If you stop by the Twitterverse from time to time, you may have noticed the term “Taichi Tuesdays” has gone a little viral. About time, I say, because I’d really like to see Chihayafuru get a little more love (and yen) from the mainstream fan community than it seems to be getting. In terms of pure viewing enjoyment, this series is hard to beat. It hits the sweet spot when it comes to intensity and complexity, easy to watch but always involving and developing. There are other shows I love, but this one is probably the most fun to watch – and the most fun to write about. I wish each episode could last an hour.
This week’s ep is a perfect example of how a show can have a “breather” episode that’s still intense and moves the plot forward. The headline moment was probably Taichi’s ultra-casual breakup with his girlfriend, “Girlfriend”. I’m sure the haters will hate that he didn’t take it more seriously, but it’s been pretty obvious from the beginning that Chihaya is the only girl on Taichi’s mind. He should have done it sooner, but at least it’s done – and one theoretical obstacle removed for the development I’ve been pulling for since day one. Indeed, it seemed for a while as if we might see some real movement on that front, because there were a couple of moments where it looked as if Taichi were ready to reveal the truth to his beloved. But still, for all his character growth (the most of any in the cast, I’d argue) Taichi is a guy who holds a little of himself in reserve. He’s still inclined to play it safe when under pressure, and so it happens again, even when Chihaya is asleep virtually in his arms on the train.
I’m also inclined to believe that Taichi feels he has to prove he’s Arata’s equal at Karuta before he can confess to Chihaya – which seems a little silly to me, but clearly not to him. Thus, he’s putting himself on the line – but at Karuta, not love. He’s finally committing – to win a qualifying tournament and make Class A, to join Chihaya and Arata at the Master/Queen tournament. Ironically we find ourselves in the position now where Taichi is the one chasing Arata, and Chihaya is chasing Shinobu. To this end Taichi goes to a qualifying tournament in Kanazawa, only to find Nishida has sneaked off to the same tournament – and both of them get their lunches handed to them, presumably in the first round. They’ve got a long way to go.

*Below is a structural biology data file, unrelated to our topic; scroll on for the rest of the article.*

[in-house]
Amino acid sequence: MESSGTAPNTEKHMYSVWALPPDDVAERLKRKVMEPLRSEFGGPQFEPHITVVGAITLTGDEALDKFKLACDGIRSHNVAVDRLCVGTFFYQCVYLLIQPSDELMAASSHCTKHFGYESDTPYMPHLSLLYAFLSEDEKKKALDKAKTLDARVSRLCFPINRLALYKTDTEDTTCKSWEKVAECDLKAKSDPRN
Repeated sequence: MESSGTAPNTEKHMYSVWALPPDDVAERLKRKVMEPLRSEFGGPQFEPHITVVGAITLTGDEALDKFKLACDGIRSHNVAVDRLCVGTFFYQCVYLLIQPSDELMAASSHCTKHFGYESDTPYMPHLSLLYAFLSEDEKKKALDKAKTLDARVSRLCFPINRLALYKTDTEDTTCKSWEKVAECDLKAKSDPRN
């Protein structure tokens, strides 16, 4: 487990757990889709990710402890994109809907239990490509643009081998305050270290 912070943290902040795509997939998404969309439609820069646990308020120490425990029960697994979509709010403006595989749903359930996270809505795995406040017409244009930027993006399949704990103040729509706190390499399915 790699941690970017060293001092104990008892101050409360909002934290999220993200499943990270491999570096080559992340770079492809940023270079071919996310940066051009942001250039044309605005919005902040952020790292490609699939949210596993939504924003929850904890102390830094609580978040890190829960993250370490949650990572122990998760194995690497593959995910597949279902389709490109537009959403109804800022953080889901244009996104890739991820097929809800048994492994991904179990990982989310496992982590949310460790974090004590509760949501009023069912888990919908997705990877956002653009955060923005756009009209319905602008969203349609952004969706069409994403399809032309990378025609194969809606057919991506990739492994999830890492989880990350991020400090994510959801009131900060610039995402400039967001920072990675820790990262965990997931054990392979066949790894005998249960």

The great thing about this show is that everyone is always in transition, and none of their journeys are neglected. Of Nishida we’ve probably learned the least, and he remains the biggest puzzle – he wants to get to Class A too, but his deeper motivations remain hidden. His moment in the sun came at the beginning of the episode, where he used his Tennis Club skills to anchor the Karuta Club to a surprising win in the sports festival track meet (though it was Taichi and Kana that attracted most of the attention), proving looks are deceiving. But despite wearing “Recruiting New Members” T-shirts, they get nothing more than a few curious onlookers easily scared off by the intensity of their practices.
Some of the most wonderful moments of the episode featured Kana and Tsutomu, who continue to grow closer together as they make their Karuta journeys. As always, Chihayafuru takes great pains to show respect for the different ways each kid approaches Karuta. For Tsutomu it’s a matter of diligence and study, carefully charting every match. For Kana it’s a deep and abiding love of the poetry itself, which makes her see Karuta as an “art, not a sport”. Each of them faces the same challenge in terms of physical strength, sport or no – smaller and weaker than the others, they have no choice but to keep working to try and grow stronger, and to try and compensate by nurturing their own strengths. I wish Tsutomu would confess already, because a more compatible pairing I haven’t seen in anime this season.
Where all of these threads come together is in Chihaya’s story, and she is the name in the title after all. Each team member is bumping against the ceiling that relying on their own strength alone imposes on them, and though Chihaya is the strongest player, she’s no exception. As noted here and elsewhere, she’s always relied on her athleticism and instincts, and disdained strategy – but it takes her crush Harada-sensei to make her realize the limits this places on her. “Stop relying on your speed” – simple advice, but vital – and it’s only through seeing herself and game through the chibis eyes that she understands what it means. Tsutomu shows her the power of observation and analysis, revealing the patterns that opponents can exploit – and Kana shows her how an understanding (and love) of the poems themselves can help her see the “colors” in difficult three-syllable cards, and be able to rely on her memory and not just her reflexes. It’s clearly not a natural thing for Chihaya, this studying and thinking – when The Empress sees her in the library her reaction is to ask “Do they have manga in here?” But it’s some of the most self-aware insight we’ve seen from Chihaya, and a real step forward for her character.